• Although electric cars are still in the forefront, fuel cell vehicles, powered by hydrogen, may end up being the winner.  Hydrogen can be produced from fossil fuels (gray), natural gas (blue), or electricity (green).  Green hydrogen comes from generating electricity from a non-fossil fuel source (hydro, solar, wind, nuclear) and splitting water to get the hydrogen.  A fuel cell takes the hydrogen, and its waste product is water.
    • This is where nuclear comes in.  Since the Three-Mile Island/Chernobyl/Fukushima disasters, nuclear power has been considered a pariah by environmentalists.  However, we are starting to see a reassessment among this group that reducing carbon emissions is probably impossible without nuclear power.  Like everything, the decision to use nuclear is a tradeoff; as the above referenced events show, nuclear power can be dangerous.  At the same time, rising levels of carbon dioxide in the atmosphere is also considered a danger.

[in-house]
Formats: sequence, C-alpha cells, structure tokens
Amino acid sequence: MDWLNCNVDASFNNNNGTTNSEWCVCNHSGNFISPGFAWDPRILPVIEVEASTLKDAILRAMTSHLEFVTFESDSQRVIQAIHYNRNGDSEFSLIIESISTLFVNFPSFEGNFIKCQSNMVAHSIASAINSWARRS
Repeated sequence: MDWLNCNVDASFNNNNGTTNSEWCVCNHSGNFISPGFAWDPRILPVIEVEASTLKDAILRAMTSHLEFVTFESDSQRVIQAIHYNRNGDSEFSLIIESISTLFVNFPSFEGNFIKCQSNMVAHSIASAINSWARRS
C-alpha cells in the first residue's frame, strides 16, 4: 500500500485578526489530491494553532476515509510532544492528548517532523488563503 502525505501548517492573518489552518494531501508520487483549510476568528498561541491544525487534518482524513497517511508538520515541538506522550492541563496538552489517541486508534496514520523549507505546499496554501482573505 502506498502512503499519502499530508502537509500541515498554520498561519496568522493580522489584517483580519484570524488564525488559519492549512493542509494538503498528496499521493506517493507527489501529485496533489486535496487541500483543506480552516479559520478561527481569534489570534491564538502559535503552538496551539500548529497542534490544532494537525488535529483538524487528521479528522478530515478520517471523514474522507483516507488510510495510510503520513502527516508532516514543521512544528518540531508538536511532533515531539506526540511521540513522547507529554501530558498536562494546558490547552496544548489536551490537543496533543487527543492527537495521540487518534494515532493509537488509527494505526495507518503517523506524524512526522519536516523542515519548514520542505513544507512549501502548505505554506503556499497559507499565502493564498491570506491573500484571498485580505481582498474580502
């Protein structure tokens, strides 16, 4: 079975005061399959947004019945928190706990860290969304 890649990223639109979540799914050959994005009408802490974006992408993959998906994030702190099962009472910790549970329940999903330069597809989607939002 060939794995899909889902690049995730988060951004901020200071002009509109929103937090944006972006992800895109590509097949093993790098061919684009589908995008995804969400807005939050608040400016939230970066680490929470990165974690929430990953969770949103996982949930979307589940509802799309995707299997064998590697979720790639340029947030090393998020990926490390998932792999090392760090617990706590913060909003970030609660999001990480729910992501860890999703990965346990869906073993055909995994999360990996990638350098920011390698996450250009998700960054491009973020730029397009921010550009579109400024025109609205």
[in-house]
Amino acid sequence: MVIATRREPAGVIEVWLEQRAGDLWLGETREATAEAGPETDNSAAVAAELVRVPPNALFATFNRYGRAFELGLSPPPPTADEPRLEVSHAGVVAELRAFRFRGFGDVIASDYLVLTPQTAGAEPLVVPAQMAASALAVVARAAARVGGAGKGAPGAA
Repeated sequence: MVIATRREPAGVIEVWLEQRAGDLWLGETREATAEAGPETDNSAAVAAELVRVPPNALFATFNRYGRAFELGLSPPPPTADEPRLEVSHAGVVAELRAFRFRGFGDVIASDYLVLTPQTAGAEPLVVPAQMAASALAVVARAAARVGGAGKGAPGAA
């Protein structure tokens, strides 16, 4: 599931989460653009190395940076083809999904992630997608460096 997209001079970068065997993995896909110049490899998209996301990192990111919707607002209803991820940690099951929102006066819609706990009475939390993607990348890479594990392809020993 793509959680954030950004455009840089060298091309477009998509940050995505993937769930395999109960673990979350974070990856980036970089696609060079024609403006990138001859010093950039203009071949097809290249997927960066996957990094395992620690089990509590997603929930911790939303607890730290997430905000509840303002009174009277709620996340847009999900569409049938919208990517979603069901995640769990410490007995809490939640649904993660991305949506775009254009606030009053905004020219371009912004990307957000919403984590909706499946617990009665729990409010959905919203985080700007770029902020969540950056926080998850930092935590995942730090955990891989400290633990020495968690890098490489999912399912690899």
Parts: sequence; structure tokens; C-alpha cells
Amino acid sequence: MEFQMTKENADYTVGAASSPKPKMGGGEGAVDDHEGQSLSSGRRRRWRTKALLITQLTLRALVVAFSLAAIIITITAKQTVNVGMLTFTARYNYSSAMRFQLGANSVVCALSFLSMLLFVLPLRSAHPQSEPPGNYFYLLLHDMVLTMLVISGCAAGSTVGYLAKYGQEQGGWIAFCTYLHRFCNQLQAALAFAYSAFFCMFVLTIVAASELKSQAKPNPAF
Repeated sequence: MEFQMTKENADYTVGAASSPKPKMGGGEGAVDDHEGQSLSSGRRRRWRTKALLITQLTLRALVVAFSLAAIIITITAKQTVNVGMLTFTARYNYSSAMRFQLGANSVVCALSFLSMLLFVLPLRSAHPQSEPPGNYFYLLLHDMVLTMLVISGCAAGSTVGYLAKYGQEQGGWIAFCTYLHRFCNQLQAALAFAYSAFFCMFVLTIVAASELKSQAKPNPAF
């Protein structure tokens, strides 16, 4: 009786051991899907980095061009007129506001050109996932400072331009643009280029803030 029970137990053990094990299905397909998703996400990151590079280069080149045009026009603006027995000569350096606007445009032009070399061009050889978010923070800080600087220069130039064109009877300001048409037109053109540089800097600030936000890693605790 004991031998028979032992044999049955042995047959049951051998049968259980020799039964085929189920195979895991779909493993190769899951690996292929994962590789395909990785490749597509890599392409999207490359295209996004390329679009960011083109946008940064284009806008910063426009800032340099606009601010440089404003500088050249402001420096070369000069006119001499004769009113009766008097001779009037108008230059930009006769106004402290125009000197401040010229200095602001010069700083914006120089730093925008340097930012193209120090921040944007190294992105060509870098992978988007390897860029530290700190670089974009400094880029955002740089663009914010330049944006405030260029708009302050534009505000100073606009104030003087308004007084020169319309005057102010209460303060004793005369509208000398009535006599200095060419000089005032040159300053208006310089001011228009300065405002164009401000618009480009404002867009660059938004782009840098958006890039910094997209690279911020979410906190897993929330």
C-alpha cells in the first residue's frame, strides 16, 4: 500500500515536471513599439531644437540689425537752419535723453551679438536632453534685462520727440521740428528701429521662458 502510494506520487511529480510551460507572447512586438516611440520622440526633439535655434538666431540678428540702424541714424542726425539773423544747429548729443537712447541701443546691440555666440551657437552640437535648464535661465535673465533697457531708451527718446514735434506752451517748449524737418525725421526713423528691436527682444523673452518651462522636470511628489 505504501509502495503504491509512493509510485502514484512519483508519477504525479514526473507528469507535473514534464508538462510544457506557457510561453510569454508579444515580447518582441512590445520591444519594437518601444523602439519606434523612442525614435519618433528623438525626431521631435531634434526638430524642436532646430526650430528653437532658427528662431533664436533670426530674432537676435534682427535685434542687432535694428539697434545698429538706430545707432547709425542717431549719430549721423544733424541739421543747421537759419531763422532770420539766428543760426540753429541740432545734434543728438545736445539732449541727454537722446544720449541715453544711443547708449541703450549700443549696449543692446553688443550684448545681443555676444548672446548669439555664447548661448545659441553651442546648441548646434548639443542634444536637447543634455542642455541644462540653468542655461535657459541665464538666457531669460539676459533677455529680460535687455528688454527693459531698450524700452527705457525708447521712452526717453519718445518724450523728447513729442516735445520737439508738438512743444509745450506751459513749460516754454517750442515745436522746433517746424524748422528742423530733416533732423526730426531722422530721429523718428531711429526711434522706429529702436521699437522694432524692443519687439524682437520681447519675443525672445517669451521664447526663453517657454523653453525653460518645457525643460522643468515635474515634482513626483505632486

• The nuclear industry has been building smaller modular reactors that could be used to make green hydrogen.  Modular technology could make permitting easier (once the model is approved, it can be replicated without another permit) and established where needed.  If these reactors become commonplace, it could bring a renaissance to the nuclear industry.

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[1] And the level of the tax.